PAULWELL… questions the ability to deliver LNG to Jamaicans at the cost benefits being promoted.
Paulwell is right!
Former Minister of Energy, Phillip Paulwell, has voiced some of the concerns I have regarding LNG. He questions the ability to deliver this product to Jamaicans at the cost benefits being promoted by the government. He highlights the significant infrastructural work required to deliver gas to households. Say what you may about Paulwell, the man has a brain which he uses and has been making some valid interventions.
The process and quite likely progress of delivering LNG to householders and the business community will in all probability cost much more than the U$600 million plus the price of gas that is being fed to Jamaicans. The timeline of 2012 for its implementation is likely to be a pipe dream. Wake up, we are already half-way though 2010! Skilfully, we are told that this deadline is contingent on the project remaining “on track”. Yet we have no idea if the 2012 timeline was based on fast-track, that is, with most optimistic projections, which all of us who run businesses know is tantamount to the “road to hell paved with good intentions”.
Paulwell questions the extent to which the bauxite sector, a key stakeholder in supporting the LNG initiative, is “on board”, meaning not just word-of -mouth support but a signed commitment. He also knowledgably alludes to LNG prices within the context of global oil economics. The price of LNG, though cheaper than oil, does track that of oil. When oil prices climb, so does the price of LNG. Similar to discoveries of natural gas with new technologies able to explore and exploit it are discoveries of oil reserves with new technologies to go “where no one has gone before”.
One does not get the impression that Paulwell is arguing against LNG but rather that the country be given further and better particulars regarding the project. That is also my position. Beyond party politics there must be deeper commitment to Jamaica. Some time ago a politician seemed aghast and mildly amused when I told him that my first and foremost duty was to my country, not to any minister or to any politician or party. He thought I was joking. Based on my subsequent action, he learnt that I was quite serious.
Politicians need to know that service to country means more than “roundin’ up dem mouth, believing dem talking nice and soundin’ bright”. Based on the numerous snickers and in some cases outright laughter I’ve heard from media as well as those who tweet, when these people begin to pontificate in what they may believe are sweet-sounding words, very few believe them. Many laugh loudly behind these politicians’ backs, while others, especially those under 30, tweet away with expressions like LMAO (laughing my … off) and ROL (roll over laughing) when commenting about them and their words.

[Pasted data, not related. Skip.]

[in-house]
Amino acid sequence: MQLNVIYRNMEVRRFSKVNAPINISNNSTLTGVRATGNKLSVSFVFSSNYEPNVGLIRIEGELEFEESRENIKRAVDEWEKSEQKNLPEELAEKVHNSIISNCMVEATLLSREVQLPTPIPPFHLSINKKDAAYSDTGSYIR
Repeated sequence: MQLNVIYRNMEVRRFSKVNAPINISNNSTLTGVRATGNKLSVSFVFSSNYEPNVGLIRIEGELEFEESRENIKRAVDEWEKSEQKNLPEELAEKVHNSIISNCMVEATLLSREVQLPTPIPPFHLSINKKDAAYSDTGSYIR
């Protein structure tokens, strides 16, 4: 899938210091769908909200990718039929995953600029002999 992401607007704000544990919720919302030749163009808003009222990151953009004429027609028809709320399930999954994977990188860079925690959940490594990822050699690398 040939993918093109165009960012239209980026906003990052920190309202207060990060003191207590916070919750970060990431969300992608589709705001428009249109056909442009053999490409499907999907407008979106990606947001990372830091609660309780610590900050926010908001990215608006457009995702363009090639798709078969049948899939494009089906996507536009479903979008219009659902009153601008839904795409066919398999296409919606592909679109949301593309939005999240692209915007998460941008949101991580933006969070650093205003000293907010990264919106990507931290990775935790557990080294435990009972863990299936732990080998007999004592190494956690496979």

Jamaicans are reading through the act and the staged performances. They are looking at the actions of politicians on all levels, including the company they keep, the assets and lifestyle they boast. Many are being found wanting, not just in sincerity but in their ability to deliver on promises and to take the country forward.
Jamaicans from all walks of life are moving beyond those who aim to sound “posh to impress white people”, as one tweeter recently described the affected delivery of a politician, to just wanting to hear “the truth, the whole truth and nothing but the truth”. As it relates to LNG, give Jamaicans the unvarnished truth even if the savings on our light bills may not be the much-vaunted 30 per cent. There are other benefits to the country!
Anyway, with the intervention of the OCG to save Jamaica from any LNG mix-up, some truth will be revealed! Jamaica may be a long way off from the cheap gas being promised. In the meantime the sun shines bright and “breeze blow” sweet. Solar and wind energy anyone?
Energy ministry officials yesterday said that policies that will give private entities access to Jamaica Public Service Company’s (JPS’) distribution lines to provide its own electricity at several sites across the island, among other energy related issues, will be comprehensively addressed by September.
Senior energy engineer in the Ministry of Mining and Energy, Fitzroy Vidal told the Business Observer at the Observer headquarters in Kingston that ‘wheeling’, which concerns the development of terms and conditions that would allow a private entity to provide its own electricity at multiple geographical locations transiting JPS’ network, was currently supported but pricing still remains an issue.